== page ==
The Medical Minute: The warning signs, causes and treatments of peripheral artery disease

A distraught senior woman feeling unwell, suffering from pain in her leg while sitting on a sofa in her home.

Many people know that hardening of the arteries or plaque buildup, called atherosclerosis, can narrow blood vessels, reduce blood flow and cause a heart attack. But few realize that atherosclerosis can sometimes cause serious problems in their legs.

February 23, 2022Penn State Health News

A condition called peripheral artery disease (PAD) begins when plaque develops in the extremity arteries, restricting blood flow to the legs and, occasionally, the arms. It’s more common in older people, present in up to 10% of people in their 60s and 70s. In the most severe of cases, PAD can lead to amputation.

“Vascular problems tend to escalate rapidly without prompt diagnosis and intervention, particularly in patients who have wounds on the feet that won’t heal,” said Dr. Matthew Cindric, a vascular surgeon with Penn State Health Vascular Surgery in Camp Hill. “The earlier you notice the signs and get evaluated, the sooner we can get you on a path toward healing.”

What are the top warning signs of PAD?

In its earliest stages, PAD is asymptomatic. The first and most common symptom people feel as PAD advances is claudication. That’s the medical term for repetitive pain, cramping or heaviness in one or both legs caused by routine walking or exercise. These symptoms are a result of muscles failing to get enough oxygen and nutrients during times of increased demand because the blood supply is reduced.

“We consider claudication a lifestyle-limiting condition,” Cindric said. “That means the cramping may cause you to decrease your activity level.”

As PAD advances, symptoms typically grow more severe and become limb-threatening. Warning signs to watch for include wounds or ulcers on the feet that won’t heal, or the development of continuous pain or numbness. Either of these may be precursors to onset of gangrene.

Some symptoms can be misleading. For example, swollen legs aren’t a symptom of PAD. “And while cold or discolored feet are suggestive of PAD, those symptoms can be present without PAD and vice versa,” Cindric said.

How is PAD diagnosed?

People who spot any of the warning signs of PAD should first talk with their primary care provider. He or she may perform or prescribe an ankle brachial index test, which measures the blood pressure in the arms and legs and then compares the ratio between the two.

Another common test to find PAD is an arterial duplex, during which a technologist guides an ultrasound transducer over your leg, evaluating the blood flow in the arteries and looking for narrowing or blockages. Computerized Tomography scans give great detail but require intravenous injections and are more expensive.

What are common treatments for PAD?

Conservative treatments include diet modifications and an exercise program designed to increase a person’s aerobic potential. “Unlike a broken bone where you can’t walk on it without causing damage, with claudication, you’re not physically damaging anything by walking even though you may feel cramping,” Cindric said.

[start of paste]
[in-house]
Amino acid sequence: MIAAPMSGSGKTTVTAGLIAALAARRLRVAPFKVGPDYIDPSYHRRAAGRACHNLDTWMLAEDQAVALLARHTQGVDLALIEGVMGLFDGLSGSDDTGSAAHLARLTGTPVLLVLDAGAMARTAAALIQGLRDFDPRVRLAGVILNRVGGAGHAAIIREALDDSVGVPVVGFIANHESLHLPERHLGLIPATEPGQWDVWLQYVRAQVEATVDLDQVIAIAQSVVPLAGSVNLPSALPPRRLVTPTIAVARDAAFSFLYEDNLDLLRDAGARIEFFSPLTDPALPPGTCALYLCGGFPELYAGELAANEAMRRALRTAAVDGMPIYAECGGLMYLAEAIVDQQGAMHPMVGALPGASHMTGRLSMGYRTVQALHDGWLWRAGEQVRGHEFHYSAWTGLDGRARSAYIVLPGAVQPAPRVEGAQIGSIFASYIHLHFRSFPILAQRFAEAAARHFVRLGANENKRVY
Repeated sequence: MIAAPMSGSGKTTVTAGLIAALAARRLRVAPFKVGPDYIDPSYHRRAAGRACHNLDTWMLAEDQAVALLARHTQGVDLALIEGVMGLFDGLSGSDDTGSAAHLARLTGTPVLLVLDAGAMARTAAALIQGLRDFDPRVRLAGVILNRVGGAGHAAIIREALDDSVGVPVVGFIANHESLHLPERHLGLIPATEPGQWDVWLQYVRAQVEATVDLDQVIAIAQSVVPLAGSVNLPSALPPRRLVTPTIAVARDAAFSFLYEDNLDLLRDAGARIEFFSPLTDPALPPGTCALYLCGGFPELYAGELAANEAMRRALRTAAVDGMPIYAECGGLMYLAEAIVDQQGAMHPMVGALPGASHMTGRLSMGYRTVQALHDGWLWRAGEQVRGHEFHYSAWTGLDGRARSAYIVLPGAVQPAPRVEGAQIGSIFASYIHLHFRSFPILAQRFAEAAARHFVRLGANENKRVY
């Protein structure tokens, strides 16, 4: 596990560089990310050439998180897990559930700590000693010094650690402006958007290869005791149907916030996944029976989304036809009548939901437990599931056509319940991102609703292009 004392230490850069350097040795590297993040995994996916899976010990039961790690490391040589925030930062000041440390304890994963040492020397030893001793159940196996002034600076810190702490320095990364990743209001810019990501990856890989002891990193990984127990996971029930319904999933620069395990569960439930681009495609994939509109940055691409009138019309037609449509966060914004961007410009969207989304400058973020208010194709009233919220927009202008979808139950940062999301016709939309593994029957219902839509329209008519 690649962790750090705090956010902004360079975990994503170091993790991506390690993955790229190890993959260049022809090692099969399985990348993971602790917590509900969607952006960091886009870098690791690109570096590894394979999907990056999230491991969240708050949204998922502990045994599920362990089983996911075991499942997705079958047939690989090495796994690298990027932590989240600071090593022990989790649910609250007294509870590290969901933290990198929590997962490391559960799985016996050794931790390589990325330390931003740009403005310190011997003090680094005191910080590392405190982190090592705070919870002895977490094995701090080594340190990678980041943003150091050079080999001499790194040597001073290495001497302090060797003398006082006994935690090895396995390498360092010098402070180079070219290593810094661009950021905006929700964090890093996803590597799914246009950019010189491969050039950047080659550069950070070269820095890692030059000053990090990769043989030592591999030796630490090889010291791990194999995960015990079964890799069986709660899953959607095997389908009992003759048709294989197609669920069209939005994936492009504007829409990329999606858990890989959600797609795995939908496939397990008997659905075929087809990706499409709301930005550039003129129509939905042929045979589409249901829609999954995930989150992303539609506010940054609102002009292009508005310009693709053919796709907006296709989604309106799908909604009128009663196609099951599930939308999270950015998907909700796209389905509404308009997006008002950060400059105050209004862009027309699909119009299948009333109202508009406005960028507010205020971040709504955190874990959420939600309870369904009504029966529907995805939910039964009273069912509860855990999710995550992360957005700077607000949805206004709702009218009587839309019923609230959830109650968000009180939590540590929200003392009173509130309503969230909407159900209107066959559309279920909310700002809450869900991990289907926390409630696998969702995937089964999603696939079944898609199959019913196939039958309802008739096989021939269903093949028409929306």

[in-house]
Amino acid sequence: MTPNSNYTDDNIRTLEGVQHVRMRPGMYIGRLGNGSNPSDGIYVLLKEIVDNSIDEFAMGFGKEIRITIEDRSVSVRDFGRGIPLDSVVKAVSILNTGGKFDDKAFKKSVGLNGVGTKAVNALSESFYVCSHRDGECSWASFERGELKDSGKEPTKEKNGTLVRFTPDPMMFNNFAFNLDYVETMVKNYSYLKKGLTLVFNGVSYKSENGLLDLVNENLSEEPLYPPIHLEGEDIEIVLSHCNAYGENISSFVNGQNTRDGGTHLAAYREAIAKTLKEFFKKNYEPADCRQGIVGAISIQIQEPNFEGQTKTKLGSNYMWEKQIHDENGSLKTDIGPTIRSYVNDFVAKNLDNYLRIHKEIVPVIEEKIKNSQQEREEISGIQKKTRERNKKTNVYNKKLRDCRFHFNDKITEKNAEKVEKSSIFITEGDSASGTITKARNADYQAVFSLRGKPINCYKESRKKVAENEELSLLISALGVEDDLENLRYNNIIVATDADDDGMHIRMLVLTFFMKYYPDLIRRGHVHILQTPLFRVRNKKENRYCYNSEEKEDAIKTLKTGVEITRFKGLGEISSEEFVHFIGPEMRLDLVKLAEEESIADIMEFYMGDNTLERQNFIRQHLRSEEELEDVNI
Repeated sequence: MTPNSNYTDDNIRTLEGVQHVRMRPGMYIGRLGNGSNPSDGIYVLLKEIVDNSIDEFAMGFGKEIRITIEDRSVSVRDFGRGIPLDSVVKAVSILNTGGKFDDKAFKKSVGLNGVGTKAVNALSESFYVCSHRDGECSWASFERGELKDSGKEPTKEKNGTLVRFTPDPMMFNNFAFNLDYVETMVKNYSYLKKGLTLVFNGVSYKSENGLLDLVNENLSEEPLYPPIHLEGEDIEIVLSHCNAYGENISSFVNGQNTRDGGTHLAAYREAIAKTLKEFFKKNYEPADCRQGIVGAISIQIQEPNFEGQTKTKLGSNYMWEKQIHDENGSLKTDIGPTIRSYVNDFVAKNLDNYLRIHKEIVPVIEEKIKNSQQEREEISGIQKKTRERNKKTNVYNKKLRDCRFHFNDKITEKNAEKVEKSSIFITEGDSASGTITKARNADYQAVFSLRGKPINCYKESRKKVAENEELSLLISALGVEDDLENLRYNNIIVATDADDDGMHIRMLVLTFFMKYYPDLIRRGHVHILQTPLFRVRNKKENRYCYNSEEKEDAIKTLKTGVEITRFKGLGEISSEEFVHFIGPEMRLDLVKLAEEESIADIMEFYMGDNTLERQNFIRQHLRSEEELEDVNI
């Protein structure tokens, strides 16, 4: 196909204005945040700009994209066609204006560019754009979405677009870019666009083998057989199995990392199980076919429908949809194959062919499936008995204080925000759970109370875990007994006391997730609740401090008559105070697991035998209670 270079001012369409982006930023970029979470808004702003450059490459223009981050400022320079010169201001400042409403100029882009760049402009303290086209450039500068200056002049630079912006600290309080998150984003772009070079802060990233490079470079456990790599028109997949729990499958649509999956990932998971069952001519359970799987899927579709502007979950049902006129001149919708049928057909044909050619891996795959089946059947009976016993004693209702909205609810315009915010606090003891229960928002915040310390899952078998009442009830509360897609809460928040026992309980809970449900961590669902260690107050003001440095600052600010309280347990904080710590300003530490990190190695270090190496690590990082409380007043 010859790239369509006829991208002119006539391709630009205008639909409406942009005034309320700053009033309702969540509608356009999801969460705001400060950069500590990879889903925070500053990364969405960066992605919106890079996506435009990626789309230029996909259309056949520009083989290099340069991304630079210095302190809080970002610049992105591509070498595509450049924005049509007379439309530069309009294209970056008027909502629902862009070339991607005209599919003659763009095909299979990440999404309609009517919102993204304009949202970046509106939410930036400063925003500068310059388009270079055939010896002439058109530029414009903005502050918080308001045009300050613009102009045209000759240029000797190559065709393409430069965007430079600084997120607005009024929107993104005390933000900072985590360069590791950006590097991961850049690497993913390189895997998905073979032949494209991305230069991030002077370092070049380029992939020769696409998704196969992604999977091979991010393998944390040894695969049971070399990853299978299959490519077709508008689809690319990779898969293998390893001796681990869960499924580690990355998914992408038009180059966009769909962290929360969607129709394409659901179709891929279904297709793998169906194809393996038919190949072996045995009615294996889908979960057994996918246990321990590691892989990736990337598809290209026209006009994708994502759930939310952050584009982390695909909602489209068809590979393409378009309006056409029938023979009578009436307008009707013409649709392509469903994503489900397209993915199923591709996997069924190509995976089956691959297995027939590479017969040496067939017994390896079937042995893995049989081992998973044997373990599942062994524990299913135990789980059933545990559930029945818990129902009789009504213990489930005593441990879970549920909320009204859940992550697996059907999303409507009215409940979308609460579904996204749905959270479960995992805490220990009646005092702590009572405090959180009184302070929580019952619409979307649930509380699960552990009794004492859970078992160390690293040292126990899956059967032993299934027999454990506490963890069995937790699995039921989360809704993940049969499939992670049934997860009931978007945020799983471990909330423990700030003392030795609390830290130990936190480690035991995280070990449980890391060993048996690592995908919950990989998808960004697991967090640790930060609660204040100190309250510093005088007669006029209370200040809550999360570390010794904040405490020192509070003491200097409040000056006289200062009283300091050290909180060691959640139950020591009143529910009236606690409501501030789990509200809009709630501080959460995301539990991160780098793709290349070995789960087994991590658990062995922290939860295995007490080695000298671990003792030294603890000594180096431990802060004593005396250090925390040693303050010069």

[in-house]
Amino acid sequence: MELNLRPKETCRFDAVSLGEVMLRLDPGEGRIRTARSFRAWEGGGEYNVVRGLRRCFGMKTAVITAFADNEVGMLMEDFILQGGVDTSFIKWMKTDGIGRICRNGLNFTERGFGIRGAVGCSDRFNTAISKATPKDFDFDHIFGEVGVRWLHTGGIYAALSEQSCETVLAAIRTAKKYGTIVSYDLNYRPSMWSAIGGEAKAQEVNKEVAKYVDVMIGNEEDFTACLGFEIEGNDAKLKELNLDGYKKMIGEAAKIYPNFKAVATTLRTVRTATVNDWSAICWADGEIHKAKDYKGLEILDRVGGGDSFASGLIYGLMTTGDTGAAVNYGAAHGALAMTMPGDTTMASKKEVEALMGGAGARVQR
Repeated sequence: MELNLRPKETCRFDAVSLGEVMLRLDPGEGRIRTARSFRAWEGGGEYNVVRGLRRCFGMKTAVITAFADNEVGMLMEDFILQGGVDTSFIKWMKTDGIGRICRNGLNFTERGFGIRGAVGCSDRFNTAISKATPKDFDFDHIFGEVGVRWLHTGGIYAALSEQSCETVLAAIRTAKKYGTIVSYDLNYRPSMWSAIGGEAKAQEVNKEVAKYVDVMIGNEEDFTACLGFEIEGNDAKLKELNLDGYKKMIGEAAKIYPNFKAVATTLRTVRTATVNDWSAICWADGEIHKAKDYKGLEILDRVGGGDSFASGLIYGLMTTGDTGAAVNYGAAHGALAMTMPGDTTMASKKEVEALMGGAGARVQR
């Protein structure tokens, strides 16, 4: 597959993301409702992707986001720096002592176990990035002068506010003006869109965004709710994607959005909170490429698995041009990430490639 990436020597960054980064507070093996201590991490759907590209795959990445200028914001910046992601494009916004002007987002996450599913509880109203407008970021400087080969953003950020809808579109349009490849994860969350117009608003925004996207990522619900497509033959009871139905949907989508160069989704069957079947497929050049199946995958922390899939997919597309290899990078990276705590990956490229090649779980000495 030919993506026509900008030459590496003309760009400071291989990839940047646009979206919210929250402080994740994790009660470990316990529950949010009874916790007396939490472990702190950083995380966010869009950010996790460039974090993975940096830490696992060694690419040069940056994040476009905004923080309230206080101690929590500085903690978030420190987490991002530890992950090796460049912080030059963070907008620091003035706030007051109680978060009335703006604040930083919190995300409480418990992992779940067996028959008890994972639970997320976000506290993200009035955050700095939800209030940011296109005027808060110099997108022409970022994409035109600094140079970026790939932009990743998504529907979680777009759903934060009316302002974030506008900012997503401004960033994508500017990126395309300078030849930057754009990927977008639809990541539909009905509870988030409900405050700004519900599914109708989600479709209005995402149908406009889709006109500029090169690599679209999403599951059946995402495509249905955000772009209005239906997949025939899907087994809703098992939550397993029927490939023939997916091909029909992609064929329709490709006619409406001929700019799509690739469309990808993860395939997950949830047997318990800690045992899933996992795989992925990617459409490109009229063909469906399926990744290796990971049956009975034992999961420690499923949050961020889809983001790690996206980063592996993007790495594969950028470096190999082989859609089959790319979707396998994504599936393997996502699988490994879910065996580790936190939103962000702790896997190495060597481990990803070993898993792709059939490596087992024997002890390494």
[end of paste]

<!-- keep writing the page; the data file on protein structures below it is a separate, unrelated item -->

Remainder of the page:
He typically recommends that people with claudication walk 30 to 40 minutes a day, five days a week. “People may find their walking distance improves significantly over two to three months, and they may avoid needing to have more advanced treatments,” he said.

Providers also may prescribe medications designed to boost flow in the arteries. Cilostazol and pentoxifylline are the two most commonly used medications for PAD. “They can modify PAD symptoms to some degree, but they’re not always effective,” Cindric said.

For people with more serious symptoms such as wounds or constant pain, surgical intervention is offered earlier. Several catheter-based procedures can help provide relief. These include:

  • Balloon angioplasty, which uses a miniature balloon to stretch open blocked arteries.
  • Atherectomy, which uses a cutting tool to remove blockages from the arteries.
  • Stents, which hold arteries open once blockages are removed.

The most severe cases may require open incisions to either clean out or bypass blocked arteries.

How can I reduce my risk for PAD?

While PAD may be genetic, which isn’t controllable, four of the other five biggest risk factors for PAD are all within a person’s control. These include smoking, high blood pressure, high blood cholesterol, and high blood sugar or diabetes. “Smoking is far and away the leader,” Cindric said. “PAD is far more prevalent in smokers than non-smokers.”

His advice to people with PAD: “Start with smoking cessation, get into a structured exercise habit, and work with your PCP to manage these risk factors.  Even if you ultimately require a surgical intervention, long term results are strongly dependent on how well these other factors are managed.”

Related content:

  • The Medical Minute: Varicose veins unlikely to develop into blood clots
  • Ask Us Anything About… Vascular Disease

The Medical Minute is a weekly health news feature produced by Penn State Health. Articles feature the expertise of faculty, physicians and staff, and are designed to offer timely, relevant health information of interest to a broad audience.

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